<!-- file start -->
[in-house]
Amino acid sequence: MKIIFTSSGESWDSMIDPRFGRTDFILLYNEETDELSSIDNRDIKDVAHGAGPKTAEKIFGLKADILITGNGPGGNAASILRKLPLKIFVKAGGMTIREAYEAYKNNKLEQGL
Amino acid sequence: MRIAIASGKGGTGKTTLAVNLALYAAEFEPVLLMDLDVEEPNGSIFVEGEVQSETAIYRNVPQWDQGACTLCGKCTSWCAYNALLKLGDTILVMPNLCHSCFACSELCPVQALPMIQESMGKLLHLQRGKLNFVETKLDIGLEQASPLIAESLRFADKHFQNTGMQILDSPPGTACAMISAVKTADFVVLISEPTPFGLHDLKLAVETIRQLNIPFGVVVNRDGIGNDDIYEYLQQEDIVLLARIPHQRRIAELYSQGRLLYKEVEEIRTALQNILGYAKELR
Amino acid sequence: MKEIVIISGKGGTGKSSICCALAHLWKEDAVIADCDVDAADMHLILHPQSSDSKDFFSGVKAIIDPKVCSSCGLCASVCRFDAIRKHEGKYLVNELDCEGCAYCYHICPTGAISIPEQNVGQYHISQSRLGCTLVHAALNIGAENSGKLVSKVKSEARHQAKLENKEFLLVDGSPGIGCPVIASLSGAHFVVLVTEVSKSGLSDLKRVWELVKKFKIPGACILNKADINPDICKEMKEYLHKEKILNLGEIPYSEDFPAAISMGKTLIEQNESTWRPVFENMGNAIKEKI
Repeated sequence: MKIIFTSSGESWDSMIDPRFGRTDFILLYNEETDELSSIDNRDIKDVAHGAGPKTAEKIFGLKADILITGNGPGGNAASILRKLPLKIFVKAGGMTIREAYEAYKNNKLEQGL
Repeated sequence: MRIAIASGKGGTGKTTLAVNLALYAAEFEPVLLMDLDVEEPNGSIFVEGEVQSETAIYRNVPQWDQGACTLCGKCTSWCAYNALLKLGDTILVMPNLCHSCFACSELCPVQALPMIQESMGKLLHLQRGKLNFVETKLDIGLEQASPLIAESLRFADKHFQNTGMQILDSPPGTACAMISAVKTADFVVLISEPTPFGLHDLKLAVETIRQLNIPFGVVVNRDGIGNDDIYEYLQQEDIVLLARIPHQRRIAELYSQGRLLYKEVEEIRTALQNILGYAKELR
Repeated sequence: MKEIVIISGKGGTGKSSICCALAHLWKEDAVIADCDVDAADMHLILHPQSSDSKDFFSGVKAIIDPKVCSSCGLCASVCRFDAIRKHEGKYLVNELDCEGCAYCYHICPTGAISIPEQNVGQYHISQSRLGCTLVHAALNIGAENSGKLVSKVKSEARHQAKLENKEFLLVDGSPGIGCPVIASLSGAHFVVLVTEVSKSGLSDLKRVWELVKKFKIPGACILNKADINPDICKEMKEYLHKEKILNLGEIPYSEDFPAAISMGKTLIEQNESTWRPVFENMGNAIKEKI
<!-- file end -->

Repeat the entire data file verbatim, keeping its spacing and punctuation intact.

[in-house]
Amino acid sequence: MKIIFTSSGESWDSMIDPRFGRTDFILLYNEETDELSSIDNRDIKDVAHGAGPKTAEKIFGLKADILITGNGPGGNAASILRKLPLKIFVKAGGMTIREAYEAYKNNKLEQGL
Amino acid sequence: MRIAIASGKGGTGKTTLAVNLALYAAEFEPVLLMDLDVEEPNGSIFVEGEVQSETAIYRNVPQWDQGACTLCGKCTSWCAYNALLKLGDTILVMPNLCHSCFACSELCPVQALPMIQESMGKLLHLQRGKLNFVETKLDIGLEQASPLIAESLRFADKHFQNTGMQILDSPPGTACAMISAVKTADFVVLISEPTPFGLHDLKLAVETIRQLNIPFGVVVNRDGIGNDDIYEYLQQEDIVLLARIPHQRRIAELYSQGRLLYKEVEEIRTALQNILGYAKELR
Amino acid sequence: MKEIVIISGKGGTGKSSICCALAHLWKEDAVIADCDVDAADMHLILHPQSSDSKDFFSGVKAIIDPKVCSSCGLCASVCRFDAIRKHEGKYLVNELDCEGCAYCYHICPTGAISIPEQNVGQYHISQSRLGCTLVHAALNIGAENSGKLVSKVKSEARHQAKLENKEFLLVDGSPGIGCPVIASLSGAHFVVLVTEVSKSGLSDLKRVWELVKKFKIPGACILNKADINPDICKEMKEYLHKEKILNLGEIPYSEDFPAAISMGKTLIEQNESTWRPVFENMGNAIKEKI
Repeated sequence: MKIIFTSSGESWDSMIDPRFGRTDFILLYNEETDELSSIDNRDIKDVAHGAGPKTAEKIFGLKADILITGNGPGGNAASILRKLPLKIFVKAGGMTIREAYEAYKNNKLEQGL
Repeated sequence: MRIAIASGKGGTGKTTLAVNLALYAAEFEPVLLMDLDVEEPNGSIFVEGEVQSETAIYRNVPQWDQGACTLCGKCTSWCAYNALLKLGDTILVMPNLCHSCFACSELCPVQALPMIQESMGKLLHLQRGKLNFVETKLDIGLEQASPLIAESLRFADKHFQNTGMQILDSPPGTACAMISAVKTADFVVLISEPTPFGLHDLKLAVETIRQLNIPFGVVVNRDGIGNDDIYEYLQQEDIVLLARIPHQRRIAELYSQGRLLYKEVEEIRTALQNILGYAKELR
Repeated sequence: MKEIVIISGKGGTGKSSICCALAHLWKEDAVIADCDVDAADMHLILHPQSSDSKDFFSGVKAIIDPKVCSSCGLCASVCRFDAIRKHEGKYLVNELDCEGCAYCYHICPTGAISIPEQNVGQYHISQSRLGCTLVHAALNIGAENSGKLVSKVKSEARHQAKLENKEFLLVDGSPGIGCPVIASLSGAHFVVLVTEVSKSGLSDLKRVWELVKKFKIPGACILNKADINPDICKEMKEYLHKEKILNLGEIPYSEDFPAAISMGKTLIEQNESTWRPVFENMGNAIKEKI